Ben Revere is now a Philadelphia Phillie instead of a Minnesota Twin, but the uniform is about the only thing you should expect to change. Yes, Target Field likes pitchers, and Citizen's Bank Park has been kind to many a left-handed hitter, but Revere isn't exactly the kind of guy who benefits or suffers due to the park effects these stadiums inflict on players.
Target Field actually boosts singles, doubles, and triples slightly for lefties, but thanks to a serious case of restricting homers, it ends up as a pitcher-friendly environment overall. Ben Revere has zero career homers in 1,064 major-league plate appearances. He has five career homers in 1,755 minor-league plate appearances. That's one home run every 564 plate appearances, or basically, one per season, maybe. That's actually giving him too much credit, as the last time Revere hit two homers in a season, he was in High-A, and he went deep all of twice between stints at Double- and Triple-A.
Moving out of Target Field should help his power, but in the sense that he will possibly hit one home run instead of zero at some point during the life of his contract. The fact Citizen's Bank Park boosts homers by left-handed hitters about as much as Target reduces them is also a plus, but again, it's not as if Revere is just missing homers because the fences are so far away. Dude just has no pop.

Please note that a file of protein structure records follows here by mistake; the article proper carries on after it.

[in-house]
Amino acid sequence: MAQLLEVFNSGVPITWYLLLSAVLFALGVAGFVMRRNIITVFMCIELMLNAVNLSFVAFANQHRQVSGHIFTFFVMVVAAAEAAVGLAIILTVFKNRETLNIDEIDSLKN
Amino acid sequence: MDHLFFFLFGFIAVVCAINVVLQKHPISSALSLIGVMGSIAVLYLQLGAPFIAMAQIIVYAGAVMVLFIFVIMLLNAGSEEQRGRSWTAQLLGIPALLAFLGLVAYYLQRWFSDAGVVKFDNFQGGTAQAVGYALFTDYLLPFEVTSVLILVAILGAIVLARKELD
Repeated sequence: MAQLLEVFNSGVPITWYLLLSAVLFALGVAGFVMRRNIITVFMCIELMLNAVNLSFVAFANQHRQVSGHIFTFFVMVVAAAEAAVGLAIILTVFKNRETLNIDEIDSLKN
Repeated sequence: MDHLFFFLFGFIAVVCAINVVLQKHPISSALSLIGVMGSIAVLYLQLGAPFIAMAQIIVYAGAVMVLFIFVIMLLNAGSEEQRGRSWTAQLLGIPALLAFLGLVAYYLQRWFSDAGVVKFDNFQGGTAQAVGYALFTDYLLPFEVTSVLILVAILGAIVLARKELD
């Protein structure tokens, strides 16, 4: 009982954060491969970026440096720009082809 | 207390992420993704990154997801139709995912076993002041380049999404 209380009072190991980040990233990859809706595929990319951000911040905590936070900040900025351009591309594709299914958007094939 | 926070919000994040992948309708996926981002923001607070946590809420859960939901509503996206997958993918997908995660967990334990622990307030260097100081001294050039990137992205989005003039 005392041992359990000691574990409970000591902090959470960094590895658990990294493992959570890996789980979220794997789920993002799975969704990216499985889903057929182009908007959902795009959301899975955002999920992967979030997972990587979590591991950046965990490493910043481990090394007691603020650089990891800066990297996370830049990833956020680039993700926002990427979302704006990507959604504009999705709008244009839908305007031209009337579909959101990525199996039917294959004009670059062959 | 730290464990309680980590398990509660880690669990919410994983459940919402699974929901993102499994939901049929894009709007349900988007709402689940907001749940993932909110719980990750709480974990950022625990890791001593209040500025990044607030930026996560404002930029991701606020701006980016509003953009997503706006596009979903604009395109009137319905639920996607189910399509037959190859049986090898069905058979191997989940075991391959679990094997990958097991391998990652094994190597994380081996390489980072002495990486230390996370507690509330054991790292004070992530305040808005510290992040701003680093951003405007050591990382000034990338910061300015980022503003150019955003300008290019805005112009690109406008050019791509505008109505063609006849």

This isn't the same as saying he has no fantasy value -- he steals enough bases to be on your radar, assuming you know when the right time to go for steals-only players is in the draft. Just don't change your expectations of what he's going to do. Switching out of the least-difficult division in the AL, into a tough one full of parks that lean pitcher out east, is not going to help, and while Citizen's Bank Park might mean well, Revere likely doesn't have the means to make that count.
In short: Go with the strategy you had before, when he was a Twin. Unless you play in an NL-league, anyway. In which case, here's your introduction to Ben Revere. He'll steal bases, he might hit for average and get on base a few times, and that's about it. The runs will depend on the lineup around him, and if he leads off and hits after the pitcher a few times per game, he's not going to do you any good with RBI, not without a semblance of power in his game.